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Viewing cable 07TRIPOLI936, GOL OFFICIAL DENOUNCES TRANSPARENCY INTERNATIONAL

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Reference ID Created Released Classification Origin
07TRIPOLI936 2007-11-06 11:11 2011-01-31 21:09 CONFIDENTIAL Embassy Tripoli
VZCZCXRO8973
RR RUEHBC RUEHDE RUEHKUK RUEHROV
DE RUEHTRO #0936 3101127
ZNY CCCCC ZZH
R 061127Z NOV 07
FM AMEMBASSY TRIPOLI
TO RUEHC/SECSTATE WASHDC 2803
INFO RUEHRO/AMEMBASSY ROME 0322
RUEHEE/ARAB LEAGUE COLLECTIVE
RUEHTRO/AMEMBASSY TRIPOLI 3220
RUCPDOC/DEPT OF COMMERCE WASHINGTON DC
RUEHVT/AMEMBASSY VALLETTA 0217
C O N F I D E N T I A L TRIPOLI 000936 
 
SIPDIS 
 
SIPDIS 
 
DEPT FOR NEA/MAG 
 
E.O. 12958: DECL:  11/6/2017 
TAGS: ECON EINV ELAB LY
SUBJECT: GOL OFFICIAL DENOUNCES TRANSPARENCY INTERNATIONAL 
 
REF: 06 TRIPOLI 686 
 
CLASSIFIED BY: Chris Stevens, DCM, Embassy Tripoli, State. REASON: 1.4 (b), (d)

1.(C) Summary: At a recent GOL-hosted conference on management, Libya's Minister of Labor-equivalent Matuq Matuq sharply criticized a suggestion by one Libyan participant that international standards be used to measure the level of corruption in Libya, calling instead for Libyans to assess their own system on their own terms. His remarks are indicative of both the pressure Libya's halting reform efforts are putting on some regime insiders and the opposition this inner circle is attempting to muster to block genuine reform. End summary.

2.(U) Deputy Prime Minister-equivalent Dr. Abdulhafid Zlitni hosted the first National Conference on Management Development in Tripoli October 29. Experts from Germany, Austria, Tunisia, Egypt, Syria and Libya took part in the event, along with the Arab Organization for Management Development and the Egyptian Central Authority for Management Organization.

3.(U) During the first session of the conference, Dr. Abubakr Bayyra, a professor at Benghazi's Garyounis University, presented a paper that touched on management training, modern international indicators and the way forward for the development of Libyan management skills. His recommendations focused on the need for accountability, rule of law, transparency and the will to fight corruption. The paper also offered a strategy to enhance Libya's anti-corruption efforts, focusing on the civil service and reforming the laws and policies that underpin the government system.

4.(U) According to a quasi-independent Libyan website (Libya-AlYoum), long-time Minister of Labor-equivalent Matuq Matuq rose and objected vehemently to the use of international indicators to assess Libya' record of management reform and anti-corruption efforts. He specifically rejected the findings of Transparency International as "unrealistic and unreal". (Note: In its 2007 Corruption Perceptions Index, Transparency International ranked Libya 131st in the world, placing it on par with Iran and slightly better than Syria. End note.) Matuq insisted that the Transparency International report be ignored and called for a special transparency report on Libya written by Libyans, whom he said alone possess the requisite perspective to comment on the local environment. He closed by stating that "no consideration should be given to issues such as corruption and good management, because they are irrelevant and unimportant to Libya".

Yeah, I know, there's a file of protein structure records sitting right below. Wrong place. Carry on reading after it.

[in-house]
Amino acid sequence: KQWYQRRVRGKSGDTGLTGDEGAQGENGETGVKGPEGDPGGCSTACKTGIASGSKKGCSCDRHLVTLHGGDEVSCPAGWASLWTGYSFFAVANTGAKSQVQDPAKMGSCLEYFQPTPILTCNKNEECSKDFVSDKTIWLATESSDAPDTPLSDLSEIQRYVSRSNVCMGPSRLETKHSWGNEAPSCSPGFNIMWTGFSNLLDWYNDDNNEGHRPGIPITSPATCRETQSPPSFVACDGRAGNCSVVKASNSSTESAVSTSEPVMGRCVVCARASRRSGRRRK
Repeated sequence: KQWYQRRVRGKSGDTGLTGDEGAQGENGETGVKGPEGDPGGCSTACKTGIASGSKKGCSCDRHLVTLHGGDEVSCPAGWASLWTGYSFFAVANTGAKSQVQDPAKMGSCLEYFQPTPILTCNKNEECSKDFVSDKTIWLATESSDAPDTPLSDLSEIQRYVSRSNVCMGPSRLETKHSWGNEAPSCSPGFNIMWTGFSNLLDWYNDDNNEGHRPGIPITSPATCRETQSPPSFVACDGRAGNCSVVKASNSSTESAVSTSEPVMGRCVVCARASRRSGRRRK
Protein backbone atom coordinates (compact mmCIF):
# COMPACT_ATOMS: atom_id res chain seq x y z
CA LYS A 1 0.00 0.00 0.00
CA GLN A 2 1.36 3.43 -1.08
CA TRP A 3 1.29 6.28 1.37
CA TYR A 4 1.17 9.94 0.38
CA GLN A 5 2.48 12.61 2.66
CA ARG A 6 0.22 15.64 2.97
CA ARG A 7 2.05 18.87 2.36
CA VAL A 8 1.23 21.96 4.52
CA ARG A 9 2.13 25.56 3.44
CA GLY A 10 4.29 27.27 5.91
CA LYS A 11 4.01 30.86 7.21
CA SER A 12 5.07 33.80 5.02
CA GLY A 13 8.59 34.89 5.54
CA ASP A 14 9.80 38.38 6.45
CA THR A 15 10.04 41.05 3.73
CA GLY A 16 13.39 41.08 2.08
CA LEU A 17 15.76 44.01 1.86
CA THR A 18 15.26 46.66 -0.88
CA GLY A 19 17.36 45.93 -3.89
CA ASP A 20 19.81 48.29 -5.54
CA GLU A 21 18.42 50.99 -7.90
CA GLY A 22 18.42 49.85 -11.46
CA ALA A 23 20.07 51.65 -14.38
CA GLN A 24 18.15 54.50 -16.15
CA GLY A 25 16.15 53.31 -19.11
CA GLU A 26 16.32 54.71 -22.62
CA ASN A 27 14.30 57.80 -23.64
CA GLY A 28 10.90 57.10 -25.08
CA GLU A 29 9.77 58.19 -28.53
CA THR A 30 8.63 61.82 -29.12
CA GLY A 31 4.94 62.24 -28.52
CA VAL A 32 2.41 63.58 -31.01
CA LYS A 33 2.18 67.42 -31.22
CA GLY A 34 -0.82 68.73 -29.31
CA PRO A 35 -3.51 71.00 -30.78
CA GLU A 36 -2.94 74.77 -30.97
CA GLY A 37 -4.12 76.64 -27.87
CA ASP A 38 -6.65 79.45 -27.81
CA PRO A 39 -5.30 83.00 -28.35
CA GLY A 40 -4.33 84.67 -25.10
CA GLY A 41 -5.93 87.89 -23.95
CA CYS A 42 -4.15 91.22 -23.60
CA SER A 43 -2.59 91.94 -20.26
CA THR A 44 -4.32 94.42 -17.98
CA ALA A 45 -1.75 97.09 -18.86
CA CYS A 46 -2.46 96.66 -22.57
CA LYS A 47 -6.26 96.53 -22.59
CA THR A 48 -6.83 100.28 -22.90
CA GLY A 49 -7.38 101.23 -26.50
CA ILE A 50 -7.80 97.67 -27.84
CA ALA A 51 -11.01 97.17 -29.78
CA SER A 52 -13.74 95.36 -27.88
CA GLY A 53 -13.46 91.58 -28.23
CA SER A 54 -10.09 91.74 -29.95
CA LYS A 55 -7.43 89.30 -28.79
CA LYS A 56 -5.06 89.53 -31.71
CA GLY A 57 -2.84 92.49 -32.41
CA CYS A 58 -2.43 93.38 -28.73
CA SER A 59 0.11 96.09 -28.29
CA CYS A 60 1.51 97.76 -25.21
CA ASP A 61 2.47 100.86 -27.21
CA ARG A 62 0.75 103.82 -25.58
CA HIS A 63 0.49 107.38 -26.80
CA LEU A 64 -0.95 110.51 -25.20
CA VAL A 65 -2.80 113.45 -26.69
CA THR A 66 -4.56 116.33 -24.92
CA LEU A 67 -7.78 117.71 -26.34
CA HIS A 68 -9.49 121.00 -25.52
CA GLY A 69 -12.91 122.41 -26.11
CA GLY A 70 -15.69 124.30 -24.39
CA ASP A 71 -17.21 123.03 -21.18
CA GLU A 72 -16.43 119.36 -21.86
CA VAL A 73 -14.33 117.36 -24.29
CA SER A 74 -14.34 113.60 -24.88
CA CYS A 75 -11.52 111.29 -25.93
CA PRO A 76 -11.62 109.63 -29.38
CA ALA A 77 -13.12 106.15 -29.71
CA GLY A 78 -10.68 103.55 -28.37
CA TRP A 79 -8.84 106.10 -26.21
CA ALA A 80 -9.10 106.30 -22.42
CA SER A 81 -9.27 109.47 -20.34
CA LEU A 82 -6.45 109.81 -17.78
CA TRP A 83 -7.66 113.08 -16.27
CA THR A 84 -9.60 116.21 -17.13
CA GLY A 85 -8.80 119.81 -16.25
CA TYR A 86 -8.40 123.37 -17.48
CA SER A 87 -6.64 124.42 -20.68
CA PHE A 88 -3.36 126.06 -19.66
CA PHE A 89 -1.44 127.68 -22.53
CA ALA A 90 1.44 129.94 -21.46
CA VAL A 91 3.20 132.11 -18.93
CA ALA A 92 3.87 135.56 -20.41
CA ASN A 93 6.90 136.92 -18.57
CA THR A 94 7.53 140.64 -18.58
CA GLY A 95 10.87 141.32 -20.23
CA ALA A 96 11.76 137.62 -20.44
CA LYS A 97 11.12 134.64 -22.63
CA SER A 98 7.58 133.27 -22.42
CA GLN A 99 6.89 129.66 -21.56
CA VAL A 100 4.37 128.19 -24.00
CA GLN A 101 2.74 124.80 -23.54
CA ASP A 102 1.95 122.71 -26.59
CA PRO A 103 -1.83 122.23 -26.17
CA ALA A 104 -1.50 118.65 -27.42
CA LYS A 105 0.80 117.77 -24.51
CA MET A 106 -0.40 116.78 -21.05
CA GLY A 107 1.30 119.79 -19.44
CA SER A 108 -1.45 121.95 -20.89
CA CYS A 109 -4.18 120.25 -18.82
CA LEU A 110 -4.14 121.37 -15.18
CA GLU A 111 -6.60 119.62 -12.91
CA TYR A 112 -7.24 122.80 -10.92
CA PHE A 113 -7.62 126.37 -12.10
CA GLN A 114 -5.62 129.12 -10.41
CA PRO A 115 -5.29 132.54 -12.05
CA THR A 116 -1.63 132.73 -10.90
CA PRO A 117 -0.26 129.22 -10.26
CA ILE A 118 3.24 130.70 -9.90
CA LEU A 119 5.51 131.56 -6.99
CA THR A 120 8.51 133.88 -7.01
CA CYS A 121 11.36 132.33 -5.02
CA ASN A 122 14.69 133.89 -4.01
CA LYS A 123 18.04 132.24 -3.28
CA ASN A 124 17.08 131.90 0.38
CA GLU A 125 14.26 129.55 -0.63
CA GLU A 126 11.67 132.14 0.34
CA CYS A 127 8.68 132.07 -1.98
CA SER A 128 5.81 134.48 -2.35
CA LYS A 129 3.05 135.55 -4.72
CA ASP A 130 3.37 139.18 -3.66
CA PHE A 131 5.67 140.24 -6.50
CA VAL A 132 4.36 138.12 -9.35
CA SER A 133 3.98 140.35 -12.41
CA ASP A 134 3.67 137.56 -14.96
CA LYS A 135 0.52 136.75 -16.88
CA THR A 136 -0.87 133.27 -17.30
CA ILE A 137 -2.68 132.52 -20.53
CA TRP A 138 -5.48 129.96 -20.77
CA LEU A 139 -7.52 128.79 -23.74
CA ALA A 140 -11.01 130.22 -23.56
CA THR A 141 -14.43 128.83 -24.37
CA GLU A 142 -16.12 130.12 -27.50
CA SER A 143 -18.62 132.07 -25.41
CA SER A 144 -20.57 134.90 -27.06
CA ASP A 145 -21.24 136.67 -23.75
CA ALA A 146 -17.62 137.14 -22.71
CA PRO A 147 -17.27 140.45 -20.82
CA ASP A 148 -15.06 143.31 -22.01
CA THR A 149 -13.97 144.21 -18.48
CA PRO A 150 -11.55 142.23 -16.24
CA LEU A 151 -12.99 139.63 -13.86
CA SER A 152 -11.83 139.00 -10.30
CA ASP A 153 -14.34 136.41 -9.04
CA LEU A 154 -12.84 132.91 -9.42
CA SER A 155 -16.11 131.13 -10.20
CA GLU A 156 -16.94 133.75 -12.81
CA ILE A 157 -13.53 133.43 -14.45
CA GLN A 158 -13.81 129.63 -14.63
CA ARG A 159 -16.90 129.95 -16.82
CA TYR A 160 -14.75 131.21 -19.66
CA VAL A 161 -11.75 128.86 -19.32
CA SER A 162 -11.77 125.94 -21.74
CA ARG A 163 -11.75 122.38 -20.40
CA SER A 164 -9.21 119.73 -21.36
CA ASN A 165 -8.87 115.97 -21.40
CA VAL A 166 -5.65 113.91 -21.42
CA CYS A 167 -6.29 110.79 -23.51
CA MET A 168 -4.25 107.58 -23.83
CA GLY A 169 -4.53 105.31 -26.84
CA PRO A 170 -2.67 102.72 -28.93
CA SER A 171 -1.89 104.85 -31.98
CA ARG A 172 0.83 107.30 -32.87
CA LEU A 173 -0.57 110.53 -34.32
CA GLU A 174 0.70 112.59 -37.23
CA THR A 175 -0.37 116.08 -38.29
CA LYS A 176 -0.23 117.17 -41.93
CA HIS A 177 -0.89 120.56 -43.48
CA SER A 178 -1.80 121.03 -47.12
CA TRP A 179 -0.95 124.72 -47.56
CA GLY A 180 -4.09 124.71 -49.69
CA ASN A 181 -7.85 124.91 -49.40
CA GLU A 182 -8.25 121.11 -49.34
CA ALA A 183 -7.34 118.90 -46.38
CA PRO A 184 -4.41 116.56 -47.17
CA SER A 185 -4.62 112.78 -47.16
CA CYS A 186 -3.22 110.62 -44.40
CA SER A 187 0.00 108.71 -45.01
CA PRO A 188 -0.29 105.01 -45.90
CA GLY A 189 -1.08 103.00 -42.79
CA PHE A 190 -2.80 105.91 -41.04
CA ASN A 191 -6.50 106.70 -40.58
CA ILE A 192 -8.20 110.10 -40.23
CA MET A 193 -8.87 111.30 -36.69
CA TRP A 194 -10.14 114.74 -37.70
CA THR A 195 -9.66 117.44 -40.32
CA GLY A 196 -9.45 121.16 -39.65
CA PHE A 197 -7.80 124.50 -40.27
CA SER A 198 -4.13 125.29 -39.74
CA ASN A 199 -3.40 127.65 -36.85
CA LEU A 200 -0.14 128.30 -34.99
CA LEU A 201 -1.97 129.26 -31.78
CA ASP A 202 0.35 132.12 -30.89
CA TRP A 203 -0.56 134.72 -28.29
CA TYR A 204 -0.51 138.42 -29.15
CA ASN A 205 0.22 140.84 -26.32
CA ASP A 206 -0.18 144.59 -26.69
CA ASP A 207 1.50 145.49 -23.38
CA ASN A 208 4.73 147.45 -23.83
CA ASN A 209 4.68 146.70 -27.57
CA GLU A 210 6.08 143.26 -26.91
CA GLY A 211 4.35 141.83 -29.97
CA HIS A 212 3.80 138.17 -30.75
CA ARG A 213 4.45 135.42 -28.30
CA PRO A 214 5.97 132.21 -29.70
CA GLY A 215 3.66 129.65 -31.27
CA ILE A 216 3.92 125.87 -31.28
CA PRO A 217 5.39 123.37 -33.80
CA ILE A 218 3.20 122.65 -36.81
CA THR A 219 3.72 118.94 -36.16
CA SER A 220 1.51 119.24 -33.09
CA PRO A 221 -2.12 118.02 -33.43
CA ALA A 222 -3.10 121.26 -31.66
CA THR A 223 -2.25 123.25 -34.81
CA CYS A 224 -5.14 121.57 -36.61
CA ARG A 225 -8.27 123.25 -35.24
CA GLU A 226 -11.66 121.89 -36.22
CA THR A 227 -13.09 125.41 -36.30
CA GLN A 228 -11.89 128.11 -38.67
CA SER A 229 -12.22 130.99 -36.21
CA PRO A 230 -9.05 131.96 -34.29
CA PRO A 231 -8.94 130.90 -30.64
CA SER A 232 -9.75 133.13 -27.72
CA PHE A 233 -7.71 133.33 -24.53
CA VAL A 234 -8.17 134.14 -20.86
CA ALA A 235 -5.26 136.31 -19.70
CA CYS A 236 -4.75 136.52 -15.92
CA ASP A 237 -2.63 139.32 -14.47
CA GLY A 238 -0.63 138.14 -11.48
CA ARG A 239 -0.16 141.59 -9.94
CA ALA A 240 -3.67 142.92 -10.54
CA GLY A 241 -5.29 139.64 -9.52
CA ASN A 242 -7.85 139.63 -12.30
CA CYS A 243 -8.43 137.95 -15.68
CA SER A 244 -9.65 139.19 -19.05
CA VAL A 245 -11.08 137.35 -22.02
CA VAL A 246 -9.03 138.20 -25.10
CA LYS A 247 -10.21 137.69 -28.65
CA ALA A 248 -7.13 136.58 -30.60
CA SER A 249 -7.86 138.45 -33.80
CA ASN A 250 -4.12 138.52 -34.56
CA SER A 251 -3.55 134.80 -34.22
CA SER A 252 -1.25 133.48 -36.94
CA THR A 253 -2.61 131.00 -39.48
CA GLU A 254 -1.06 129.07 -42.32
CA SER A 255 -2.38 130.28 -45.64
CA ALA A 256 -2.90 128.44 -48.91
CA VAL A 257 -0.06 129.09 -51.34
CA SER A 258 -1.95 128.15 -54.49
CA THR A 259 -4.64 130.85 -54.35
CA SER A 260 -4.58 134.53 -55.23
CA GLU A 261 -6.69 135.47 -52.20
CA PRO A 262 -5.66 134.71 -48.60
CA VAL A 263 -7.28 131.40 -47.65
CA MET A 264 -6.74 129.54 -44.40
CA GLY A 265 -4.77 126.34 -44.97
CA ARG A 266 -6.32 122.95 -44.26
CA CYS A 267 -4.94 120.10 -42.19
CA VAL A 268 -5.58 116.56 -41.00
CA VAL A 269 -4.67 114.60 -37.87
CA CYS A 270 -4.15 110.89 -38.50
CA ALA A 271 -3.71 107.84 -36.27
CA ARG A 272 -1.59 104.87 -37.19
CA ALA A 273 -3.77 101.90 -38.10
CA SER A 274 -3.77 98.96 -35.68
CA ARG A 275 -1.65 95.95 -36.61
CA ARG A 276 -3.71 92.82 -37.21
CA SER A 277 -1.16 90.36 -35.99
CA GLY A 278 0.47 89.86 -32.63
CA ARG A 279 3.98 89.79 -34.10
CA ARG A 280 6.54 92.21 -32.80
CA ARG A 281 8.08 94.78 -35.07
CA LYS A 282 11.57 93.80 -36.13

5.(C) Comment: Matuq's outburst reportedly shocked the conference attendees and prompted speculation as to whether his comments represent GOL policy or only his own views. The highest echelons of GOL leadership, including Moammar al-Qadhafi (reftel) and his oldest son, Seif al-Islam, have frequently spoken publicly about the need to address corruption, albeit with little follow-up action. The exception in terms of follow-up has been the use of corruption charges to punish wealthy insiders who have fallen out of favor with the regime, a practice referred to locally as "the black hand". The Libyan public has viewed calls for anti-corruption efforts with skepticism, in part because the Qadhafi family and its fellow travelers are among the biggest beneficiaries of graft. Nonetheless, Matuq's intervention at the conference and his stature as a long-time crony of the Leader suggest that at least some of Libya's "old guard" feel threatened by the reformist camp and may seek to blunt any anti-corruption efforts. End comment. MILAM 0 11/06/2007 3774 ECON,EINV,ELAB,LY GOL OFFICIAL DENOUNCES TRANSPARENCY INTERNATIONAL At a recent GOL-hosted conference on management, Libya's Minister of Labor-equivalent Matuq Matuq sharply criticized a suggestion by one Libyan participant that international standards be used to measure the level of corruption in Libya, calling instead for Libyans to assess their own system on their own terms. His remarks are indicative of both the pressure Libya's halting reform efforts are putting on some regime insiders and the opposition this inner circle is attempting to muster to block genuine reform.